Reconsideration of teacher firing sought

Parents, children, others support Lockwood

May 02, 2000|By Tanika White | Tanika White,SUN STAFF

Supporters of Kristine Lockwood are calling for school board members to reconsider their decision to fire the former Glenwood Middle School teacher.

At a news conference yesterday, about 30 middle school children, their parents and several community members gathered to show support for the woman pupils called their favorite English teacher. Lockwood was suddenly reassigned Friday.

Representatives of the African American Coalition of Howard County and the Howard County NAACP Youth Council also were at the news conference at Circle D Farm in Glenwood.

"We propose all the parties come back to the table at a neutral location," said former school board candidate Michele Williams. "We have a teacher here with a groundswell of support. Trust has to be re-established all around. This can be worked out."

School board members voted Thursday to not renew Lockwood's contract for next year because Glenwood Principal Dan Michaels said he found Lockwood did not plan properly and was often unprepared for class. On Friday, Lockwood said Michaels and an assistant principal asked her to remove her possessions from the school because she was being reassigned.

Schoolchildren have been zealous in their support for Lockwood -- calling her a good teacher and a friend -- speaking out at last week's school board meeting, staging sit-ins, wearing black to school and distributing "We Love Mrs. Lockwood" fliers.

"In order to restore respect and a nurturing environment at Glenwood, Kristine Lockwood's contract should be renewed and she should be reinstated in her class," said parent Barry Tevelow, who was arrested on trespassing charges Friday after he assisted pupils during one of the sit-ins.

Tevelow said he fears retaliation because of his vocal support for Lockwood.

Some schoolchildren at the news conference told reporters that they have been singled out by teachers and administrators since the vote to cancel Lockwood's contract.

"Students were treated very bad Monday, and they were treated very horribly on Friday, and it keeps getting worse and worse," said seventh-grader Regina Atwood, who had painted black tears on her face with eyeliner pencil.

Seventh-grader Tony Lanuza said the atmosphere at Glenwood is "like a prison" since Lockwood's nonrenewal and reassignment. Tony said he was sent to the office last week because he had fliers supporting Lockwood.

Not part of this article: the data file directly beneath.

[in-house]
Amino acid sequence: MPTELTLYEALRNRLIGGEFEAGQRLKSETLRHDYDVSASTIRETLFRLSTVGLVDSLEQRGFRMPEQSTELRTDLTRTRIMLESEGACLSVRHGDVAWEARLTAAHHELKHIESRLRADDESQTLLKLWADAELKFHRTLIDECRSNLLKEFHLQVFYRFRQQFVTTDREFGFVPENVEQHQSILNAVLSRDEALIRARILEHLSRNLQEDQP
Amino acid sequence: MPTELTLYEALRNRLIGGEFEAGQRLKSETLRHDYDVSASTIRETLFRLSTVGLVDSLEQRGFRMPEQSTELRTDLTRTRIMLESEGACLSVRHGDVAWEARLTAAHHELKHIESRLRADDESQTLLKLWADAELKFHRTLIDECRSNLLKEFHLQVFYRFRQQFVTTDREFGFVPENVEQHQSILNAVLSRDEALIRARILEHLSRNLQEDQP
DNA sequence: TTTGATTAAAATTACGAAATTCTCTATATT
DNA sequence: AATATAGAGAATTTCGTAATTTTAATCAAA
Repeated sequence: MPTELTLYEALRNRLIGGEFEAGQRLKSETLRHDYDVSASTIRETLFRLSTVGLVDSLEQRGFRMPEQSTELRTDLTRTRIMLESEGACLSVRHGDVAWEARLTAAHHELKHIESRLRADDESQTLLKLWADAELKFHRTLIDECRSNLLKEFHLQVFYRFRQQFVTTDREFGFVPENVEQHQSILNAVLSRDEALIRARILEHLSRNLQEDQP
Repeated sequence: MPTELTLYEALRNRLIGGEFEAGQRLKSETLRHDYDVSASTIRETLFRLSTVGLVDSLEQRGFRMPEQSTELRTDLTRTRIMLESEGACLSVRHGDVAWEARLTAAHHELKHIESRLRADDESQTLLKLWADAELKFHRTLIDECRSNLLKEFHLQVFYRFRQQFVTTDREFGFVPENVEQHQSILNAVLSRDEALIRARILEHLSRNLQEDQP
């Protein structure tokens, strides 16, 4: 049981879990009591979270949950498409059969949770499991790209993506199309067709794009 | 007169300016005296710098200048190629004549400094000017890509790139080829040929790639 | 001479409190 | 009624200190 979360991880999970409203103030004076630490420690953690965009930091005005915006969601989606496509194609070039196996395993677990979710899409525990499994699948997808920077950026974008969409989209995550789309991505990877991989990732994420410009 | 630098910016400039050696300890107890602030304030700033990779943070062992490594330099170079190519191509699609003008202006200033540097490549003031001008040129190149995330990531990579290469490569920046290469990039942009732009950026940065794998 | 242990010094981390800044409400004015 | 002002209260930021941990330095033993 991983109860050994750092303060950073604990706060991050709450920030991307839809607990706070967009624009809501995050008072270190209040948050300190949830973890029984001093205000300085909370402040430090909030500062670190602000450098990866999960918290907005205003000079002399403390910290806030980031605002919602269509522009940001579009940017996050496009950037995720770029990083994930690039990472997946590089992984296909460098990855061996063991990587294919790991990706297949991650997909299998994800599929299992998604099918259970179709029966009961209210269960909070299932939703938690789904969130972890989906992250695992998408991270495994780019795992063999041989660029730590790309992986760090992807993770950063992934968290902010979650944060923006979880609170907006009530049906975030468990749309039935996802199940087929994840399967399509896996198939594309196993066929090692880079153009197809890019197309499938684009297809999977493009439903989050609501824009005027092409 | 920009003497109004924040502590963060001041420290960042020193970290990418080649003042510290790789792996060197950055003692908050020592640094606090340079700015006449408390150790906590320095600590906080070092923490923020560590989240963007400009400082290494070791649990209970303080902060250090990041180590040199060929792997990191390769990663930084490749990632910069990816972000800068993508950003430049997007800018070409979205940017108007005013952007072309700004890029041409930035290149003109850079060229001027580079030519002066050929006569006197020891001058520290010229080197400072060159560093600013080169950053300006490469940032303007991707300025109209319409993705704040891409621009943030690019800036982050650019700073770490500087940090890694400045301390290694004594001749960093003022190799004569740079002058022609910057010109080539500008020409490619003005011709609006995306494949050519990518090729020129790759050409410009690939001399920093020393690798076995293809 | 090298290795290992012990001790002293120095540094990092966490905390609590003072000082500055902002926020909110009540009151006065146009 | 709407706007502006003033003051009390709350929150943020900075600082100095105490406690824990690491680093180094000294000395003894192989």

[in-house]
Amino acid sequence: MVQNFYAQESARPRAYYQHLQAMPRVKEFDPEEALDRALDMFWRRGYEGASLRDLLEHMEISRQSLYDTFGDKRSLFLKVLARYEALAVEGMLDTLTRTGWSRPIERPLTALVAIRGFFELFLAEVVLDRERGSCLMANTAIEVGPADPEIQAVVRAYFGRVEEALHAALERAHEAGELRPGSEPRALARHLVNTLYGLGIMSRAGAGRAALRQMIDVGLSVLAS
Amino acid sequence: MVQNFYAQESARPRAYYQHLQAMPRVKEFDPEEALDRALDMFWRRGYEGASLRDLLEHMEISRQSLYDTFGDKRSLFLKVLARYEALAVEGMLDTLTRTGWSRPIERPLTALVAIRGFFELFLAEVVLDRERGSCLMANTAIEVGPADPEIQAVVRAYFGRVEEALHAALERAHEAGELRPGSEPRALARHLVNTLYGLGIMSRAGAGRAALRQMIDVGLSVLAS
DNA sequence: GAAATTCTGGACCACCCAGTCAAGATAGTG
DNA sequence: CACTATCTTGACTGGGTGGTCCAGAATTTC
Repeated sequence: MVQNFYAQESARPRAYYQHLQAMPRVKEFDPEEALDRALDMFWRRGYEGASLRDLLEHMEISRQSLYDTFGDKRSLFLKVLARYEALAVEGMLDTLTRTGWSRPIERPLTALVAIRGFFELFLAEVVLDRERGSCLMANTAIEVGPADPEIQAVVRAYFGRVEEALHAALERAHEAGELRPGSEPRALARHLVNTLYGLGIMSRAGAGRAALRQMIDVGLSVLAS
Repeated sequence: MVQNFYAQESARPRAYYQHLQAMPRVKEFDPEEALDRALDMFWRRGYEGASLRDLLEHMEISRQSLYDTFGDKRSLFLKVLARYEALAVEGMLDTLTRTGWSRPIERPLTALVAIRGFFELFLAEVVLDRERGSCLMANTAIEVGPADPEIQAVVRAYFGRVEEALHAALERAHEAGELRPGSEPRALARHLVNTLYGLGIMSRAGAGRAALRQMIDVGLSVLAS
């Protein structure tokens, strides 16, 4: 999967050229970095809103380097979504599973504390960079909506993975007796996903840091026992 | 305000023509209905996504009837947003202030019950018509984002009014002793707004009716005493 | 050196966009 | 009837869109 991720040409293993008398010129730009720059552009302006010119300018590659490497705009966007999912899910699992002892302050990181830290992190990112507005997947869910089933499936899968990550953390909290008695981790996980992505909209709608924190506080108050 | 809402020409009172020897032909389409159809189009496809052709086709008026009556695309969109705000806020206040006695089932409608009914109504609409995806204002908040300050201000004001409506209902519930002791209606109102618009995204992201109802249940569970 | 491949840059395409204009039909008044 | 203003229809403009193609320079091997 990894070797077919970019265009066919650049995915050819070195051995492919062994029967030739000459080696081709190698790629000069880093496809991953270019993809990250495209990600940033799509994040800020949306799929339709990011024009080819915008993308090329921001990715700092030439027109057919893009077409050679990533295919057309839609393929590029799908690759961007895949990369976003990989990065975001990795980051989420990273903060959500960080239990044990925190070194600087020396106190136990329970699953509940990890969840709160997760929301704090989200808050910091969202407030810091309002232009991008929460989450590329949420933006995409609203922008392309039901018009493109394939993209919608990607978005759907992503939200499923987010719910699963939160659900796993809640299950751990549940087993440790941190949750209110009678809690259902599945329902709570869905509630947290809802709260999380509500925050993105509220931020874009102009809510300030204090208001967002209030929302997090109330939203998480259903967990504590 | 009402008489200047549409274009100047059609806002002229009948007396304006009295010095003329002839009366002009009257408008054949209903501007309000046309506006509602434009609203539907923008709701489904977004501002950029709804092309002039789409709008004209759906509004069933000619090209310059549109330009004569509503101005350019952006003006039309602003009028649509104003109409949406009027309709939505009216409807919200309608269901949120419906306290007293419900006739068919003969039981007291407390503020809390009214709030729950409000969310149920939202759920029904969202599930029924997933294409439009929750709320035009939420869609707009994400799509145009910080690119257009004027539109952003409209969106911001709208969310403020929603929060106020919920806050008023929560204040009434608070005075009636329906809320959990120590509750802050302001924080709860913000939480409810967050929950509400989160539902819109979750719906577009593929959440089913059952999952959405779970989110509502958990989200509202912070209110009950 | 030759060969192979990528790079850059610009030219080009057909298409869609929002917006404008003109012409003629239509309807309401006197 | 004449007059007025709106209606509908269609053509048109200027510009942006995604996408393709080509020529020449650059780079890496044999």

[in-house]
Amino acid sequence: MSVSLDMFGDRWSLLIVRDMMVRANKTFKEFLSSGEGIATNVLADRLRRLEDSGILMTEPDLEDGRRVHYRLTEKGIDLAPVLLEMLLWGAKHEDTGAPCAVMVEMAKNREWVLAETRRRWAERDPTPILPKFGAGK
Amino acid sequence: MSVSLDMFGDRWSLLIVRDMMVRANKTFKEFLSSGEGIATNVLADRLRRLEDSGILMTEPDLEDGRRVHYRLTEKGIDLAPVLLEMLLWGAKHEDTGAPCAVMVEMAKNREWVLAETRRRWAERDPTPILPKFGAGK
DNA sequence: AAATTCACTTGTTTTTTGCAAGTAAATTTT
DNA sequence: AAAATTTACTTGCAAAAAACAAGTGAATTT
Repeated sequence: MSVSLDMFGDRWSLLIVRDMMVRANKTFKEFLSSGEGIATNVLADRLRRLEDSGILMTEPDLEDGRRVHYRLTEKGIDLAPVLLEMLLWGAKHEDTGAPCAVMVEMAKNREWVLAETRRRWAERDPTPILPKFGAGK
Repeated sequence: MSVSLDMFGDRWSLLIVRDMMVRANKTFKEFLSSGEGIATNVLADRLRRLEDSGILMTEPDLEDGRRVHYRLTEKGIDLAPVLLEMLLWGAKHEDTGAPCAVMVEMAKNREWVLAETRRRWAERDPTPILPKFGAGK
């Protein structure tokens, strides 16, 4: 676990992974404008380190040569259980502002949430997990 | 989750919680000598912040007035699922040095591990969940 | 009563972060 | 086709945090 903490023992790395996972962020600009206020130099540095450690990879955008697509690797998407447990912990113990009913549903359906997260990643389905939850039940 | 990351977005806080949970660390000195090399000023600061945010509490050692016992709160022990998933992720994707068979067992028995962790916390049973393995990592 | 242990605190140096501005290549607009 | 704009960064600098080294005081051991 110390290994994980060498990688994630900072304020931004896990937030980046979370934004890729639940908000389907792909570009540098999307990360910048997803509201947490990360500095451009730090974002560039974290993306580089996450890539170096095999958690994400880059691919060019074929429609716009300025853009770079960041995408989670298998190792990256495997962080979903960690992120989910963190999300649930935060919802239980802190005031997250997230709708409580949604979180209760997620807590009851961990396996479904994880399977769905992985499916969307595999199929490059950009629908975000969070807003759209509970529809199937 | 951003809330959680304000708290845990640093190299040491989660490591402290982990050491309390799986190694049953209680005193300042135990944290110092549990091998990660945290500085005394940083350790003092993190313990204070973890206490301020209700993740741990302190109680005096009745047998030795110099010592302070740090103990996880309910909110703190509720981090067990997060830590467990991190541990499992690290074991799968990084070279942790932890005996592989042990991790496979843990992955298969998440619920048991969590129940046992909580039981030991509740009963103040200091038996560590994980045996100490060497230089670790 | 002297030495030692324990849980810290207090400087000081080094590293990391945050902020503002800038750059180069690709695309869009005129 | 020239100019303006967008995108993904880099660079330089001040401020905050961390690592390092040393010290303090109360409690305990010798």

"I'm not a bad kid," Tony said. "I've never been to the office before. I was petrified."

He said his fliers were confiscated.

Seventh-grader Robbie Black said pupils have handed out fliers many times before, including as recently as last month to raise money for a classmate whose father died.

"Now we bring in fliers to help our very own teacher -- she's like our favorite teacher in the school -- and they threaten us with suspension or send us to the principal's office," Robbie said. "It doesn't seem fair. They just won't listen to us."

Hammond High School junior Erica McLaughlin, president of the Howard County NAACP Youth Council, and three other representatives of the group said they appeared at the news conference to support the children who claim they are being retaliated against for speaking out on Lockwood's behalf.

"We feel like anybody whose rights have been violated -- it doesn't have to be a black person -- should be supported," Erica said. "We just want the students' voice to be heard."

Lockwood commended her pupils for using peaceful ways to express themselves and said she was disappointed that administrators and board members refused to listen.

She also called for "the county to investigate allegations that school staff used force when removing students from the [sit-ins] on Friday."

Lockwood said she is considering hiring an attorney to look into her dismissal. She has maintained that her nonrenewal is based on her outspokenness about problems in the school system and her unsuccessful reform campaign for the school board.

"If her termination isn't connected to her speaking out," said Ken Jennings, vice president for operations of the African American Coalition of Howard County, "we've got a bridge in Brooklyn that we're willing to sell."

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